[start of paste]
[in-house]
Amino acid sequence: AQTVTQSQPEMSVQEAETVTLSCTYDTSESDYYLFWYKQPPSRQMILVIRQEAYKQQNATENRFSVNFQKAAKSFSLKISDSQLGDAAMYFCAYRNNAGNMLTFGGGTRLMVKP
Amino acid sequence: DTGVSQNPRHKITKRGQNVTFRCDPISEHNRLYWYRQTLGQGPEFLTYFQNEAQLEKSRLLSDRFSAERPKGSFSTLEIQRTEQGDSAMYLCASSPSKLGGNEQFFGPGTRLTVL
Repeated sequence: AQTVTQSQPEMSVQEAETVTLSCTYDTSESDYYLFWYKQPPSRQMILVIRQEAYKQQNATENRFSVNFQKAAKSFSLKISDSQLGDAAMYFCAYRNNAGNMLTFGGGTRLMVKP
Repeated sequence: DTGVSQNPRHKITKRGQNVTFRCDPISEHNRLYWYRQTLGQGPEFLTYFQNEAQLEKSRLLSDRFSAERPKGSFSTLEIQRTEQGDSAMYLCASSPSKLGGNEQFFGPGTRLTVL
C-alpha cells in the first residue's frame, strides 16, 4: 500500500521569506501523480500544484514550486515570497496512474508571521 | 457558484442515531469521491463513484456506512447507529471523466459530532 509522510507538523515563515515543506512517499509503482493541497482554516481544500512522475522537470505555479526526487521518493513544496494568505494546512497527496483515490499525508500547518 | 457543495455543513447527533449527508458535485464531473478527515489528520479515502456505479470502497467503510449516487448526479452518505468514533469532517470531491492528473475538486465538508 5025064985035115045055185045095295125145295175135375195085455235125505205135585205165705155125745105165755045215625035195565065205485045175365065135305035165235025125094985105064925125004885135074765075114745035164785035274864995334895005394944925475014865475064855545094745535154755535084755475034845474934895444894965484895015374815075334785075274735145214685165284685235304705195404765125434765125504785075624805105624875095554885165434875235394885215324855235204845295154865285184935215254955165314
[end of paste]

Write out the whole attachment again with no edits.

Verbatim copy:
[in-house]
Amino acid sequence: AQTVTQSQPEMSVQEAETVTLSCTYDTSESDYYLFWYKQPPSRQMILVIRQEAYKQQNATENRFSVNFQKAAKSFSLKISDSQLGDAAMYFCAYRNNAGNMLTFGGGTRLMVKP
Amino acid sequence: DTGVSQNPRHKITKRGQNVTFRCDPISEHNRLYWYRQTLGQGPEFLTYFQNEAQLEKSRLLSDRFSAERPKGSFSTLEIQRTEQGDSAMYLCASSPSKLGGNEQFFGPGTRLTVL
Repeated sequence: AQTVTQSQPEMSVQEAETVTLSCTYDTSESDYYLFWYKQPPSRQMILVIRQEAYKQQNATENRFSVNFQKAAKSFSLKISDSQLGDAAMYFCAYRNNAGNMLTFGGGTRLMVKP
Repeated sequence: DTGVSQNPRHKITKRGQNVTFRCDPISEHNRLYWYRQTLGQGPEFLTYFQNEAQLEKSRLLSDRFSAERPKGSFSTLEIQRTEQGDSAMYLCASSPSKLGGNEQFFGPGTRLTVL
C-alpha cells in the first residue's frame, strides 16, 4: 500500500521569506501523480500544484514550486515570497496512474508571521 | 457558484442515531469521491463513484456506512447507529471523466459530532 509522510507538523515563515515543506512517499509503482493541497482554516481544500512522475522537470505555479526526487521518493513544496494568505494546512497527496483515490499525508500547518 | 457543495455543513447527533449527508458535485464531473478527515489528520479515502456505479470502497467503510449516487448526479452518505468514533469532517470531491492528473475538486465538508 5025064985035115045055185045095295125145295175135375195085455235125505205135585205165705155125745105165755045215625035195565065205485045175365065135305035165235025125094985105064925125004885135074765075114745035164785035274864995334895005394944925475014865475064855545094745535154755535084755475034845474934895444894965484895015374815075334785075274735145214685165284685235304705195404765125434765125504785075624805105624875095554885165434875235394885215324855235204845295154865285184935215254955165314